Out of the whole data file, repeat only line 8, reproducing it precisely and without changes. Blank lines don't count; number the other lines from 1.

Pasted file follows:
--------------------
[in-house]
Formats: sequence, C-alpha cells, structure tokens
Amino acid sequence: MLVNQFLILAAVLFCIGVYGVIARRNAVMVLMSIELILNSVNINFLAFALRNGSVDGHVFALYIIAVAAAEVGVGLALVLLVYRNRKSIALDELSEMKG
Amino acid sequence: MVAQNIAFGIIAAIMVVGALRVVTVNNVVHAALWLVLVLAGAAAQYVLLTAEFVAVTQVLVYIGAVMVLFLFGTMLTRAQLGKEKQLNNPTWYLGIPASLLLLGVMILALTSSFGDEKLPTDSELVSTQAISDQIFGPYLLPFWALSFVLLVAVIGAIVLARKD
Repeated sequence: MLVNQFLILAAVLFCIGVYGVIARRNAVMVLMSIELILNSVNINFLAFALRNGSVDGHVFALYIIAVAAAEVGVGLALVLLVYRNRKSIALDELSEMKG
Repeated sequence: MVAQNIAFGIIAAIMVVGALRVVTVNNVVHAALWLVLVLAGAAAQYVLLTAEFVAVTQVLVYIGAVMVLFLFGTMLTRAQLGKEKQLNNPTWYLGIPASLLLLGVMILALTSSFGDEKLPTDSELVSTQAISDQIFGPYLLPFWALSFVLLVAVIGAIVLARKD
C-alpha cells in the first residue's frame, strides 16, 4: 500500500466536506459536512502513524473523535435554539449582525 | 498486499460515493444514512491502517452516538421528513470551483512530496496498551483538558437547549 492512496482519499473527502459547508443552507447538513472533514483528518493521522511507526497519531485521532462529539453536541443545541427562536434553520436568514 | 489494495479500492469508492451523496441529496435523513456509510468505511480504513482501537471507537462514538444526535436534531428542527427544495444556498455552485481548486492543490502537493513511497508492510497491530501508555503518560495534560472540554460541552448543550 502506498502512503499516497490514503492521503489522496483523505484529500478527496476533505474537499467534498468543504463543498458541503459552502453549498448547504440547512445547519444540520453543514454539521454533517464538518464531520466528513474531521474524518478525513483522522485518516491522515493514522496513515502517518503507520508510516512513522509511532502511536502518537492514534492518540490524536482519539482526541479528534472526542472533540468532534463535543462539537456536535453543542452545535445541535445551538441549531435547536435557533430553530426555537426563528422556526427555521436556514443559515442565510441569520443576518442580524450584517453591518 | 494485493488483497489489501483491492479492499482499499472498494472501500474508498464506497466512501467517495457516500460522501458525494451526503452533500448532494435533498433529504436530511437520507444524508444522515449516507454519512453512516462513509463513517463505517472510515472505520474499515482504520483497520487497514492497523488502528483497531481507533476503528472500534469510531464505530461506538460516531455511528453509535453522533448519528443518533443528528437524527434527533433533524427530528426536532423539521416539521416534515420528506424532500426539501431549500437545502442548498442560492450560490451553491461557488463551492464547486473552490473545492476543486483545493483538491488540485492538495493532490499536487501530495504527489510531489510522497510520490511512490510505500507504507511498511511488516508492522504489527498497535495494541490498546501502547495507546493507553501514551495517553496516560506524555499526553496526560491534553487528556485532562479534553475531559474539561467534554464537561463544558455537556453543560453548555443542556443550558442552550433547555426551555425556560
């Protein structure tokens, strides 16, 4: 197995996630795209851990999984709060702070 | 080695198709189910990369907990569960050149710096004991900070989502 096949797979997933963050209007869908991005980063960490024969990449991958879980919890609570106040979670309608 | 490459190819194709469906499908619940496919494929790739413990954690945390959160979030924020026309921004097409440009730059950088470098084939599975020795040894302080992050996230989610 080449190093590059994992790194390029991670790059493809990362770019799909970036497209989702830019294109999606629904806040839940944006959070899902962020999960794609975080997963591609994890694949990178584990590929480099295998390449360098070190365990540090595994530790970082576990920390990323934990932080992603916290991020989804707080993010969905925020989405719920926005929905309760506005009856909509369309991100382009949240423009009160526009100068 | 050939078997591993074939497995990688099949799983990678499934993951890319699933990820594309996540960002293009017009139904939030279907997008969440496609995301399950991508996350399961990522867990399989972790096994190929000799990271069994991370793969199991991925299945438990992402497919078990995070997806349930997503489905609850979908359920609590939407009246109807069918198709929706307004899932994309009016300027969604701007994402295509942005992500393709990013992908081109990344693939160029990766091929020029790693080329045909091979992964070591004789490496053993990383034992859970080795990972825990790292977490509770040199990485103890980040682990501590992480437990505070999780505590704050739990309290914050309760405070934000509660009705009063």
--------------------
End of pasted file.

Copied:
């Protein structure tokens, strides 16, 4: 197995996630795209851990999984709060702070 | 080695198709189910990369907990569960050149710096004991900070989502 096949797979997933963050209007869908991005980063960490024969990449991958879980919890609570106040979670309608 | 490459190819194709469906499908619940496919494929790739413990954690945390959160979030924020026309921004097409440009730059950088470098084939599975020795040894302080992050996230989610 080449190093590059994992790194390029991670790059493809990362770019799909970036497209989702830019294109999606629904806040839940944006959070899902962020999960794609975080997963591609994890694949990178584990590929480099295998390449360098070190365990540090595994530790970082576990920390990323934990932080992603916290991020989804707080993010969905925020989405719920926005929905309760506005009856909509369309991100382009949240423009009160526009100068 | 050939078997591993074939497995990688099949799983990678499934993951890319699933990820594309996540960002293009017009139904939030279907997008969440496609995301399950991508996350399961990522867990399989972790096994190929000799990271069994991370793969199991991925299945438990992402497919078990995070997806349930997503489905609850979908359920609590939407009246109807069918198709929706307004899932994309009016300027969604701007994402295509942005992500393709990013992908081109990344693939160029990766091929020029790693080329045909091979992964070591004789490496053993990383034992859970080795990972825990790292977490509770040199990485103890980040682990501590992480437990505070999780505590704050739990309290914050309760405070934000509660009705009063």